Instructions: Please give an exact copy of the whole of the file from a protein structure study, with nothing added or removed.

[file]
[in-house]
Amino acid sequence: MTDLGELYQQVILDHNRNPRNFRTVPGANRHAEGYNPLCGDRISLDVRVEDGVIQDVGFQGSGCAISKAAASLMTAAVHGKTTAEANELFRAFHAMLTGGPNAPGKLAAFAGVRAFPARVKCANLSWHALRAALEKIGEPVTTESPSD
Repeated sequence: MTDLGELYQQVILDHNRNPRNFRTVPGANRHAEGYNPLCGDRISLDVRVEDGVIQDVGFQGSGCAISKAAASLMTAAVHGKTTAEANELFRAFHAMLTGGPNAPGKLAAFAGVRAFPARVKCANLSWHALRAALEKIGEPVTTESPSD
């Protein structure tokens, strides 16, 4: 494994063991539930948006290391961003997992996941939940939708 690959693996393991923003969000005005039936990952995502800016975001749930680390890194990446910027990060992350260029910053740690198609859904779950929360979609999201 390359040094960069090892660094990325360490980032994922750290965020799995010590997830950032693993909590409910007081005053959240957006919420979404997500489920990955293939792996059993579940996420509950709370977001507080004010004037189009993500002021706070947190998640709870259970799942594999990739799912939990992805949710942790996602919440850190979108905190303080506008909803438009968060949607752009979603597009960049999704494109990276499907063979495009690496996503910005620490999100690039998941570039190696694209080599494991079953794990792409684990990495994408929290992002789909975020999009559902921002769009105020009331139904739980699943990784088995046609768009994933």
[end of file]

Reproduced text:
[in-house]
Amino acid sequence: MTDLGELYQQVILDHNRNPRNFRTVPGANRHAEGYNPLCGDRISLDVRVEDGVIQDVGFQGSGCAISKAAASLMTAAVHGKTTAEANELFRAFHAMLTGGPNAPGKLAAFAGVRAFPARVKCANLSWHALRAALEKIGEPVTTESPSD
Repeated sequence: MTDLGELYQQVILDHNRNPRNFRTVPGANRHAEGYNPLCGDRISLDVRVEDGVIQDVGFQGSGCAISKAAASLMTAAVHGKTTAEANELFRAFHAMLTGGPNAPGKLAAFAGVRAFPARVKCANLSWHALRAALEKIGEPVTTESPSD
């Protein structure tokens, strides 16, 4: 494994063991539930948006290391961003997992996941939940939708 690959693996393991923003969000005005039936990952995502800016975001749930680390890194990446910027990060992350260029910053740690198609859904779950929360979609999201 390359040094960069090892660094990325360490980032994922750290965020799995010590997830950032693993909590409910007081005053959240957006919420979404997500489920990955293939792996059993579940996420509950709370977001507080004010004037189009993500002021706070947190998640709870259970799942594999990739799912939990992805949710942790996602919440850190979108905190303080506008909803438009968060949607752009979603597009960049999704494109990276499907063979495009690496996503910005620490999100690039998941570039190696694209080599494991079953794990792409684990990495994408929290992002789909975020999009559902921002769009105020009331139904739980699943990784088995046609768009994933």